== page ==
Plans for digital advert boards deferred

March 02 2020
Plans for digital advert boards deferred

The derelict site currently has three existing paper-and-paste advertising boards which would be replaced by a pair of digital signs displaying a series of changing static images, set at 45 degrees to the road in either direction.

by BBC LDRS reporters for
South Bristol Voice
Councillors have sent plans for two digital advertising hoardings in Bath Road back to the drawing board amid road safety fears and concerns over brightness.
Bristol City Council’s development control committee had been advised to grant permission for one electronic billboard and reject the other, near to the junction with Totterdown Bridge, but they voted to reject the recommendation following 68 objections, including three local councillors, and instead asked officers to either negotiate with the applicants to make the proposals acceptable, or come back with a report firming up their reasons to turn them down.
Members were warned that refusing consent could cost the local authority money, following a previous successful appeal against a decision by city councillors to reject a similar digital advert at the site on grounds of visual impact.
The derelict site currently has three existing paper-and-paste advertising boards which would be replaced by a pair of digital signs displaying a series of changing static images, set at 45 degrees to the road in either direction.
Transport officers were concerned that eastbound drivers would be distracted by the digital advert facing them and that the consequences could be ‘severe’. Councillors said cyclists would be placed in peril.
Cllr Martin Fodor said: “This road is very dangerous in both directions. I am very concerned about the highway hazards on both sides of the road.
“Changing-digital displays that are bright and deliberately distracting will make the road less safe.”
Cllr Harriet Bradley said: “I am opposed to either of these boards going up.
“I have had a lot of messages from cyclists and pedestrians who have stressed the dangerousness of Bath Road. People make mistakes because of the confusing nature of the bus lane.”
Cllr Bradley said a 15-storey residential tower block was going up opposite the site, and the ads would have an impact on people who move in.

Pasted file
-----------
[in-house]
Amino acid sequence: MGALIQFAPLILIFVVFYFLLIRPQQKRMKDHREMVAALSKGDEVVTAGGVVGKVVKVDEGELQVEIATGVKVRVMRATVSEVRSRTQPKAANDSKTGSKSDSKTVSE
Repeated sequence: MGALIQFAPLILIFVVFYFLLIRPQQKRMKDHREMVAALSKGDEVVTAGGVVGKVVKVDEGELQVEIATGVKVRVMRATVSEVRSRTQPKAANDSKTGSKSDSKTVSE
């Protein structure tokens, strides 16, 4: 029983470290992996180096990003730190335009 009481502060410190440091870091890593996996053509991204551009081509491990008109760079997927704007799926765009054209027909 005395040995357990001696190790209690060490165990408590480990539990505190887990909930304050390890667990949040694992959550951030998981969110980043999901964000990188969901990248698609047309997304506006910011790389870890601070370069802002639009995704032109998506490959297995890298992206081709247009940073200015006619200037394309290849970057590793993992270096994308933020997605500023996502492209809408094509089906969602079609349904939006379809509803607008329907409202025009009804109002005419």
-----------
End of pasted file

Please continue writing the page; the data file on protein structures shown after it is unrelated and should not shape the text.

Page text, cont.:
Cllr Celia Phipps said: “We have just declared an ecological emergency and we are aware of the damage light pollution causes to insects, birds and bats. I cannot support either of these boards.”
Cllr Tim Kent said the brightness should be well below that proposed for night-time hours and that the plans should be refused.
Cllr Fi Hance said: “It is frustrating that we have declared a climate emergency and an ecological emergency but we have no means as a city of enforcing it when it comes to planning. None of us like this at all. We all think it’s a bad idea.
“I feel quite strongly that we need to send out a signal that we do not want these digital displays in a residential street. This is not the M32, it’s not Bond Street.”
Cllr Mike Davies told the meeting on February 12: “These screens are a bad idea and a waste of that site. However, I realise in planning terms there are only certain things we can consider.
“We do refuse a lot of them successfully but I understand the officers’ argument that one should be approved and the
other refused.”
Cllr Don Alexander said: “Given there is already planning permission for something similar there, the officers’ recommendation is a very reasonable middle ground.
There is a danger we’ll end up with something we do not really want if we don’t take that middle ground.”
Six members voted against the officers’ recommendation to approve one sign and reject the other, with two voting in favour, and one abstention.
Councillors then voted 8-1 for a motion to defer the decision with a view to refusing Brentford-based applicants JCDecauxUK permission.
A new report will come back to committee at a later date.